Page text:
an A or an E).
E.g., "Socrates is a man" is an A proposition,
“Socrates is not a god” is an E proposition.
- Exclusive propositions have the cue words "only" or "none
but." The order of the subject and predicate terms must be
E.g., “None but A is B” translates to
“All B is A.”
“Only A is B” translates to
“All B is A.”
“None but red trucks are fire engines” translates to
“All fire engines are red things.”
- Exceptive propositions are compound propositions.
- E.g., “All except A is B”
“All non-A is B” and “No
A is B.”
- E.g., “All except human beings are non-symbolic
animals” translates to …
“All nonhuman beings are nonsymbolic animals” and
”No human beings are nonsymbolic animals”
(or, of course the
“All human beings are symbolic animals.”)
- A compound statement asserts two propositions. E.g.,
“There is a time to sow and a time to reap” translates to
“Some occasions are times to sow” and
“Some occasions are times to reap.”
- The translation of many statement forms depends upon context. E.g.,
the proper translation of statements of the form
“All S is not P” or
“Not every S is P”
can have several different forms depending upon the occasion:
- The translation is “No S is P”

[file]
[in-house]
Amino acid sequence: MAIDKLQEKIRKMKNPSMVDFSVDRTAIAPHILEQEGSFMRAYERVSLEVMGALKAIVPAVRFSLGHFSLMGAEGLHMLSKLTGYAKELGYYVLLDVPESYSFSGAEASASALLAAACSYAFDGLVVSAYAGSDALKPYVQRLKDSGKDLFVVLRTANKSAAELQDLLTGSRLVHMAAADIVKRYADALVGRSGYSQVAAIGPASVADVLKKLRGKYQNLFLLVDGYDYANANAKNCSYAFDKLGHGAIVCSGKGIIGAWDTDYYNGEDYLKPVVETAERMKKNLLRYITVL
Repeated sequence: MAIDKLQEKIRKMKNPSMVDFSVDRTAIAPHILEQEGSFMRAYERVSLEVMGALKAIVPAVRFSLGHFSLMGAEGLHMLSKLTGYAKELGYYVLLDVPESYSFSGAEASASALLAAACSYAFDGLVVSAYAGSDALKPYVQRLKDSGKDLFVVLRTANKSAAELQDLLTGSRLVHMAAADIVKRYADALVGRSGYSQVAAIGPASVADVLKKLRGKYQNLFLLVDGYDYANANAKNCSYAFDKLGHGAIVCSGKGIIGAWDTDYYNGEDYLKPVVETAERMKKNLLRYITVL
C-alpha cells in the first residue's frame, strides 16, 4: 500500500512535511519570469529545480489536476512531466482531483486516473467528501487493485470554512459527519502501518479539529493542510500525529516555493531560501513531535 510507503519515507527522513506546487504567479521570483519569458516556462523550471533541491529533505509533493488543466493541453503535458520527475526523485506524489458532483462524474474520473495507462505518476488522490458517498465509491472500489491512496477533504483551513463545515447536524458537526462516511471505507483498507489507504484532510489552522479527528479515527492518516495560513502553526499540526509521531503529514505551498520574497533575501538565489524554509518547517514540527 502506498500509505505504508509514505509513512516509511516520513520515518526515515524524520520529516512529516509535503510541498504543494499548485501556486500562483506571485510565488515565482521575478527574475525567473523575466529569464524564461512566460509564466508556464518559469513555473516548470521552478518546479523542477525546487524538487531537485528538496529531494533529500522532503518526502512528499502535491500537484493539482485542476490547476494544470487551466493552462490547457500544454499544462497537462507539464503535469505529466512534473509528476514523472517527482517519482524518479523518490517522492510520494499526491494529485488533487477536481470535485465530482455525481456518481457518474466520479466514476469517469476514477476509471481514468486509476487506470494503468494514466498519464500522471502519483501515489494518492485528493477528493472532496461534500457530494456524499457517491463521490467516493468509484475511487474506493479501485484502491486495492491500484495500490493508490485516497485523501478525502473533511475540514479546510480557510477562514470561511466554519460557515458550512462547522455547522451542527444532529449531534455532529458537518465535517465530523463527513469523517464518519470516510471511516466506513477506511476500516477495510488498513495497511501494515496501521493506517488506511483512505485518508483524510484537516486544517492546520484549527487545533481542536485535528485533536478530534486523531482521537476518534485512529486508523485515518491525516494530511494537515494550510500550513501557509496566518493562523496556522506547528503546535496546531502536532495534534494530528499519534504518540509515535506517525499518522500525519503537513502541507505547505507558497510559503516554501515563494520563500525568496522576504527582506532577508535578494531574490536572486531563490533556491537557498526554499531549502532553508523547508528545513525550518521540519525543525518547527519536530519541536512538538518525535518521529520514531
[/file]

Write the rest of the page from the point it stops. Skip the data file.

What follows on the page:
when the context makes it clear that the S and P classes
are understood to be exclusive (i.e., completely different).
E.g., when speaking to a child “All triangles
are not four-sided figures.” would normally signify “No
triangles are four-sided figures.”
- Other times, when the context makes clear that there are exceptions
to the generalization, the minimal translation would be “Some
S is not P.” E.g., speaking to a child
while viewing white swans at the zoo, the statement
“All swans are not white” would normally be
interpreted to mean “Some swans are not white,”
a statement pointing out that some swans are of a different color
that those being now observed. This case has been designated as the
“sneaky O proposition.
- Finally, there are occasions where “No S is P” means
both subcontraries. E.g., the statement “All human
beings are not ethical agents“ would normally be interpreted to signify
both of the following statements:
“Some human beings are not ethical agents” and
“Some human beings are ethical agents”